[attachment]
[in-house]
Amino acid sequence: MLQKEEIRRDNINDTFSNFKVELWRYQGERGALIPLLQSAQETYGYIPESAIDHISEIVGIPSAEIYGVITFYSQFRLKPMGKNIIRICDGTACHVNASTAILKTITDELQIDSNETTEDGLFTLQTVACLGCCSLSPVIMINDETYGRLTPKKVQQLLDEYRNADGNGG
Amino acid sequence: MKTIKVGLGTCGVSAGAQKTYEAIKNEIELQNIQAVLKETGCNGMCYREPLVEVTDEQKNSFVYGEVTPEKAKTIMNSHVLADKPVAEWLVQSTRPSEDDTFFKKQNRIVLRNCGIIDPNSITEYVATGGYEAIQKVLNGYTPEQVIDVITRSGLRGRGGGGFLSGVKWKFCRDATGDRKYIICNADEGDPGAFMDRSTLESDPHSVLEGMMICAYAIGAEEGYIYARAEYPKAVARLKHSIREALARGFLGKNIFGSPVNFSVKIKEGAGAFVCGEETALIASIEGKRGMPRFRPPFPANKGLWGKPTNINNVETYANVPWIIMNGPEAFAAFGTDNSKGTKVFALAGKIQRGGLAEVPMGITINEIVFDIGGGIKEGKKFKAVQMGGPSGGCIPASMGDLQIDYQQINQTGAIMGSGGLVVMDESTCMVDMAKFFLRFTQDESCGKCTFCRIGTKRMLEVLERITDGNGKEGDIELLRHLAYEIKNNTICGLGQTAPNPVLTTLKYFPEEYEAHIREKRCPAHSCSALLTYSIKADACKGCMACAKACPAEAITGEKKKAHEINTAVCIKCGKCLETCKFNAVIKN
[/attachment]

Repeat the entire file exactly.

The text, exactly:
[in-house]
Amino acid sequence: MLQKEEIRRDNINDTFSNFKVELWRYQGERGALIPLLQSAQETYGYIPESAIDHISEIVGIPSAEIYGVITFYSQFRLKPMGKNIIRICDGTACHVNASTAILKTITDELQIDSNETTEDGLFTLQTVACLGCCSLSPVIMINDETYGRLTPKKVQQLLDEYRNADGNGG
Amino acid sequence: MKTIKVGLGTCGVSAGAQKTYEAIKNEIELQNIQAVLKETGCNGMCYREPLVEVTDEQKNSFVYGEVTPEKAKTIMNSHVLADKPVAEWLVQSTRPSEDDTFFKKQNRIVLRNCGIIDPNSITEYVATGGYEAIQKVLNGYTPEQVIDVITRSGLRGRGGGGFLSGVKWKFCRDATGDRKYIICNADEGDPGAFMDRSTLESDPHSVLEGMMICAYAIGAEEGYIYARAEYPKAVARLKHSIREALARGFLGKNIFGSPVNFSVKIKEGAGAFVCGEETALIASIEGKRGMPRFRPPFPANKGLWGKPTNINNVETYANVPWIIMNGPEAFAAFGTDNSKGTKVFALAGKIQRGGLAEVPMGITINEIVFDIGGGIKEGKKFKAVQMGGPSGGCIPASMGDLQIDYQQINQTGAIMGSGGLVVMDESTCMVDMAKFFLRFTQDESCGKCTFCRIGTKRMLEVLERITDGNGKEGDIELLRHLAYEIKNNTICGLGQTAPNPVLTTLKYFPEEYEAHIREKRCPAHSCSALLTYSIKADACKGCMACAKACPAEAITGEKKKAHEINTAVCIKCGKCLETCKFNAVIKN